Now entering the ring... (sleeping pads)

Discussion in 'Gear' started by Tater Head, Feb 1, 2014.

  1. Tater Head

    Tater Head Hoo are you looking at?

    Messages:
    229
    Location:
    Malad City, Idaho
    Looking to upgrade my sleeping pad. I currently use an Alps self-inflating pad. It weighs in at 2 pounds 5 ounces and its pack size is 4.5x21 inches. It's a heavyweight... I have been looking at the Big Angus air core series. Lots of choices. I'm wanting to get as close to 16 ounces or under as possible. Anyone have any thing they really love?
     
  2. Udink

    Udink is Swell

    Messages:
    869
    Location:
    Price, Utah, USA
    I've been using a Big Agnes Air Core for years and I have no complaints, but I've never used anything else to compare it to. It's relatively light, packs small, and very little fuss. :)
     
    Dave likes this.
  3. Nick

    Nick Post 'em if you got 'em!

    Messages:
    11,359
    Location:
    Salt Lake City
    I've tried a lot of backpacking pads over the years. All of these have gotten at least a few nights under me, most have gotten at least a season or more:

    Big Agnes Air Core (uninsulated)
    Thermarest RidgeRest
    Thermarest Z-Lite
    Thermarest ProLite
    Thermarest NeoAir X Lite
    Thermarest NeoAir All Season


    NeoAir pads = bestest ever, IMO :)

    From all of this I've learned that for me, size is paramount. The way I sleep, I like to have extra length and extra width so mummy shaped pads are no good. If it's going to be a smaller pad, I like them to be closer to the ground so I can flop off of it a bit without being too uncomfortable. Larger pads I like to get the full cushy depth of inflatables like the Big Ag or the NeoAir.

    Insulation is critical. I don't sleep cold so it never really seemed important to me, but once I started sleeping on the NeoAir pads, I learned the real power of insulation. It makes it so I can pretty much use my 32˚ sleeping bag as a quilt for pretty much everything but winter camping. The way it reflects heat back up just makes the whole system so incredibly efficient.

    Closed cel has the insulation, but the comfort factor is just terrible. I slept on the RidgeRest for a couple of years. It was awesome to have around the campfire, not so awesome to have a huge roll on the outside of my pack. Terrible for aches and pains the next day.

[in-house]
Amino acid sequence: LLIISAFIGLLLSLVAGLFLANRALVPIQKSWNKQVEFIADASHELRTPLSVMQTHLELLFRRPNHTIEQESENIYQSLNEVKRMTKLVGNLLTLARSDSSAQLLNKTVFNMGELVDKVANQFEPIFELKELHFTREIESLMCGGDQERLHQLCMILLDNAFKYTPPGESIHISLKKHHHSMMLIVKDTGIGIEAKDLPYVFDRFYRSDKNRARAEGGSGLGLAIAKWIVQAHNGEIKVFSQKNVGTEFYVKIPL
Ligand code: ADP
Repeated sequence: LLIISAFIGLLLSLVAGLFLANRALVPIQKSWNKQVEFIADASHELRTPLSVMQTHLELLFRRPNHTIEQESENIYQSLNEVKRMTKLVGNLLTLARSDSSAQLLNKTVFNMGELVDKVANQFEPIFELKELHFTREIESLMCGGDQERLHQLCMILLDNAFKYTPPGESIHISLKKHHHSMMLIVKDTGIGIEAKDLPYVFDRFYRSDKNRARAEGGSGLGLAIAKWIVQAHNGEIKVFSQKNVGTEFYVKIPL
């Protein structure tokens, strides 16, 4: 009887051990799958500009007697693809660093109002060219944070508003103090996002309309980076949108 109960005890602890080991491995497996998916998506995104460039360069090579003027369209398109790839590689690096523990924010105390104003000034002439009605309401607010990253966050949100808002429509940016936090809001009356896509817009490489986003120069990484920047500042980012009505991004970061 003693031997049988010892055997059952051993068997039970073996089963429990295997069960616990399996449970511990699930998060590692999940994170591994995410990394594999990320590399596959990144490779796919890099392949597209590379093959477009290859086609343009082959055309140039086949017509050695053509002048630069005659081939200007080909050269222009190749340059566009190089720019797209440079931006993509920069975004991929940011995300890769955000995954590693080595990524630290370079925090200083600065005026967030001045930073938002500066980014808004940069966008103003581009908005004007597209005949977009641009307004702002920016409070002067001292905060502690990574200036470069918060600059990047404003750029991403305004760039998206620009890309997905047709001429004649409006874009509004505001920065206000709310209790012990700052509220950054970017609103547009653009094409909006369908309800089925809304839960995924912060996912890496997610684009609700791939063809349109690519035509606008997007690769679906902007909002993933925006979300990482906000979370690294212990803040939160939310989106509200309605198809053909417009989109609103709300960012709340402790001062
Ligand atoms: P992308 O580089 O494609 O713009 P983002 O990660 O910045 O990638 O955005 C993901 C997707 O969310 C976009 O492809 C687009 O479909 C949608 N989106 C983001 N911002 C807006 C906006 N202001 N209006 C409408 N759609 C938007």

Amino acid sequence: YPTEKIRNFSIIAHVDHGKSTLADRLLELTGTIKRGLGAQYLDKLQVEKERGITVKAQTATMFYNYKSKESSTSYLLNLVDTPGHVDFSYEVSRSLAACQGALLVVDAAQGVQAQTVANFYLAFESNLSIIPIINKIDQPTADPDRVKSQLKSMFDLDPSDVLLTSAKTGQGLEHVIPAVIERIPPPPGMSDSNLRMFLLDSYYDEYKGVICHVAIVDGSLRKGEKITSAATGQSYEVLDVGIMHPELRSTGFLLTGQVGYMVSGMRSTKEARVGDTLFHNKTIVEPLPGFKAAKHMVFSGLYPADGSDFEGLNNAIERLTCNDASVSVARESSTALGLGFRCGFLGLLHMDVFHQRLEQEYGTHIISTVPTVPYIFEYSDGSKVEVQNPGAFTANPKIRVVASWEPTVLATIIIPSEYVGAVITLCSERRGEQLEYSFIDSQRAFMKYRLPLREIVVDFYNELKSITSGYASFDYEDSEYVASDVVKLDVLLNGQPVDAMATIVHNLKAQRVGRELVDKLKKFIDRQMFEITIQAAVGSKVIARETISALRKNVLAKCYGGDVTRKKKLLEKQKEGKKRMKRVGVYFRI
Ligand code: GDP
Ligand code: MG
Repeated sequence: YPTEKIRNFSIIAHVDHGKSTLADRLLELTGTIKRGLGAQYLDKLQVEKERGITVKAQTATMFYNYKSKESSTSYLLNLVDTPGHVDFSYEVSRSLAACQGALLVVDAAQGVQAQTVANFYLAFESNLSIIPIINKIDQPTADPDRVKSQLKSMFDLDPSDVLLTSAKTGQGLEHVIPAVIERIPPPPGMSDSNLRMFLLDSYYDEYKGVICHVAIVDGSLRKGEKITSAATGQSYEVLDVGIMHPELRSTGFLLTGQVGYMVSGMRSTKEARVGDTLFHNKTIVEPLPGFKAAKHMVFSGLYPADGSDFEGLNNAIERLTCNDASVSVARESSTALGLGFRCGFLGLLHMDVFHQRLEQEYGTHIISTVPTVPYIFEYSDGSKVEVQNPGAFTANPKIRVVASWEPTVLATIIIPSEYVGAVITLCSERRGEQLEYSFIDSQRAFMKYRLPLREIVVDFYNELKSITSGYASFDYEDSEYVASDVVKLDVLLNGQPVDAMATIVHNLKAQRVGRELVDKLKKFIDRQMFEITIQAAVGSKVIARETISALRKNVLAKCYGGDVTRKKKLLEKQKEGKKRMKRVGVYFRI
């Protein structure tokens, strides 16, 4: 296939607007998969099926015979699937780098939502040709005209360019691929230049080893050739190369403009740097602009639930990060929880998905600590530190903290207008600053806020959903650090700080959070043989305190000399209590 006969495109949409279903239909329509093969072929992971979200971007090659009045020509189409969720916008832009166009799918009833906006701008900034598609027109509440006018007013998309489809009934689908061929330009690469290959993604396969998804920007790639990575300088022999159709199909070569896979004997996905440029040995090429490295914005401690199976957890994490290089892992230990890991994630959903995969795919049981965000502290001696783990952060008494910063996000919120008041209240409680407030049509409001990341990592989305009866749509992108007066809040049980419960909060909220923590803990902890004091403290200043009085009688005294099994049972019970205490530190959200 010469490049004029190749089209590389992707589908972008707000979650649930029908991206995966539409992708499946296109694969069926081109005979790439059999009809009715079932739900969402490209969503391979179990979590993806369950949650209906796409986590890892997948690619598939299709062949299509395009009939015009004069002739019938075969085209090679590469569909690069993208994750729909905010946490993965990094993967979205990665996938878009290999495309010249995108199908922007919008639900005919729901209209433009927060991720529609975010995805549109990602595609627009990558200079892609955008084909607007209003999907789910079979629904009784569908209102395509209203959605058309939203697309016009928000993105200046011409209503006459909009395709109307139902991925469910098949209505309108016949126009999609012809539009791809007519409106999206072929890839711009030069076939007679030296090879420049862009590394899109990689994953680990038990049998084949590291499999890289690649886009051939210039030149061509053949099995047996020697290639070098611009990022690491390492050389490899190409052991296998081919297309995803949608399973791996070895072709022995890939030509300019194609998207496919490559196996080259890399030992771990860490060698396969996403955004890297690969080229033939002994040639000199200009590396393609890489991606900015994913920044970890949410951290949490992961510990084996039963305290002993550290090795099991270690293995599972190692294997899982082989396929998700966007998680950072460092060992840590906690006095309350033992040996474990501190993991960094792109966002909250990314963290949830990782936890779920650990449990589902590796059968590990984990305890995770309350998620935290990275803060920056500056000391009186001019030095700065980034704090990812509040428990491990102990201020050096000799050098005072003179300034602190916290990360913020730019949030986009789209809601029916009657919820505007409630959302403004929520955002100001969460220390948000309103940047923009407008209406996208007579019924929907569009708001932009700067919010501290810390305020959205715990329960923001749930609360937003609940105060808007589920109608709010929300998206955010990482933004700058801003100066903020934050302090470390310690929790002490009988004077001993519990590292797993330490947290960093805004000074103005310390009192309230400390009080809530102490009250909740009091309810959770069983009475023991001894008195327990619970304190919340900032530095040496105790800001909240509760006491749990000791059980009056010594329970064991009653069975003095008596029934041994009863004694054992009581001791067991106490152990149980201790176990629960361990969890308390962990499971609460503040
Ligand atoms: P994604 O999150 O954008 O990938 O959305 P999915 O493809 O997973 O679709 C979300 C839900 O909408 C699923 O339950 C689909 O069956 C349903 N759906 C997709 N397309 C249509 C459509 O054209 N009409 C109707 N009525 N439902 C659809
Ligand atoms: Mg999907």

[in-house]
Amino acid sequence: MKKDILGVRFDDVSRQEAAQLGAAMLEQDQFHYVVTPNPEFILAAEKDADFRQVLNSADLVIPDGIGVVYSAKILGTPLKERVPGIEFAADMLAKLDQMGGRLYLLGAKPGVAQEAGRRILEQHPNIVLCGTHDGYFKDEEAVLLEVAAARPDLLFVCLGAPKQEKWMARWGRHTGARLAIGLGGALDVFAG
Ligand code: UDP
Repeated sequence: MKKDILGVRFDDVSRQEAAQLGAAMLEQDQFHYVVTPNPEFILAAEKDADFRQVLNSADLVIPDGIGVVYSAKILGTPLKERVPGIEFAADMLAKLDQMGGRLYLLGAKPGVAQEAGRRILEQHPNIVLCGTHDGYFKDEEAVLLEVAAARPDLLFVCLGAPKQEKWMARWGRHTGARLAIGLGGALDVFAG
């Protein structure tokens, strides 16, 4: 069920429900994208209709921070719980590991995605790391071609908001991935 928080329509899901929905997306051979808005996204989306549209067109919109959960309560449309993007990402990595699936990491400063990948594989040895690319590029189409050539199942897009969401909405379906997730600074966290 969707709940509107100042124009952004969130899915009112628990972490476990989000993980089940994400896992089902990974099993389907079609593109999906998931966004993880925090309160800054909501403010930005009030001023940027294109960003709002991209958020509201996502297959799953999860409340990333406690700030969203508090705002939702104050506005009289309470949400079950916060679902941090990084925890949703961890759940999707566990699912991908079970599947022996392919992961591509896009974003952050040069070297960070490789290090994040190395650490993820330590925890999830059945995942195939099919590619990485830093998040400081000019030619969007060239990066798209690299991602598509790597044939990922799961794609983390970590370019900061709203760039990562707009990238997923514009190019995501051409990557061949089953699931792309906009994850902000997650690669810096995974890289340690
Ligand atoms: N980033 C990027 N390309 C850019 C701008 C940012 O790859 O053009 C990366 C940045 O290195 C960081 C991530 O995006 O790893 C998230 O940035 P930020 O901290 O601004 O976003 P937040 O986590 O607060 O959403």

The ProLite's were okay but bulky. Didn't really love them or hate them. I had issues with holes in them a few times.

    The Big Agnes was also okay but I'd never go back to an uninsulated pad. I also had issues with holes in it, but BA was awesome with repairs.

    Oddly, I haven't had any issues with holes in my NeoAirs and I have used the hell out of that X Lite. I'm now using the All Season as my go-to pad unless I'm really cramped on space or room. It's a bit heavier than the X Lite but having that fully rectangular space is worth it to me. I wish I could get an old verion of the X Lite that was fully rectangular in the XL size. That would be perfect.
     
  4. Nick

    Nick Post 'em if you got 'em!

    Messages:
    11,359
    Location:
    Salt Lake City
  5. Riggs

    Riggs Member

    Messages:
    55
    Location:
    Montana
    We got some Neoair Trekkers last year, and really like them. I tried a friends xlite, and as others mention in reviews, the noise bugged me too much. Another reason was to get rectangular ones, like Nick I like sleeping on them better, and my wife and I use a coupler system that works much better with rectangular. Last reason was I liked the thicker material of the Trekker, I've repaired too many Thermarests over the last 25 years, a few more ounces is OK with me.

    I just looked and see they increased the R value for Trekkers, which would be nice as that was a drawback to ours. That all season looks great. Do these have the foil material (or whatever it is) that gives the xlite the crinkle? I wonder if Trekker has that now.
     
  6. Nick

    Nick Post 'em if you got 'em!

    Messages:
    11,359
    Location:
    Salt Lake City
    The All Season does not have the crinkly material, although that never really bothered me on the X Lite.
     
  7. Riggs

    Riggs Member

    Messages:
    55
    Location:
    Montana
    That sounds like a great one then, kinda wish we'd gone that way. Yeah, my friend doesn't mind the noise at all either. Part of it I think was 2 of us sleeping right next to each other, more of a chance of it being a problem.
     
  8. Tater Head

    Tater Head Hoo are you looking at?

    Messages:
    229
    Location:
    Malad City, Idaho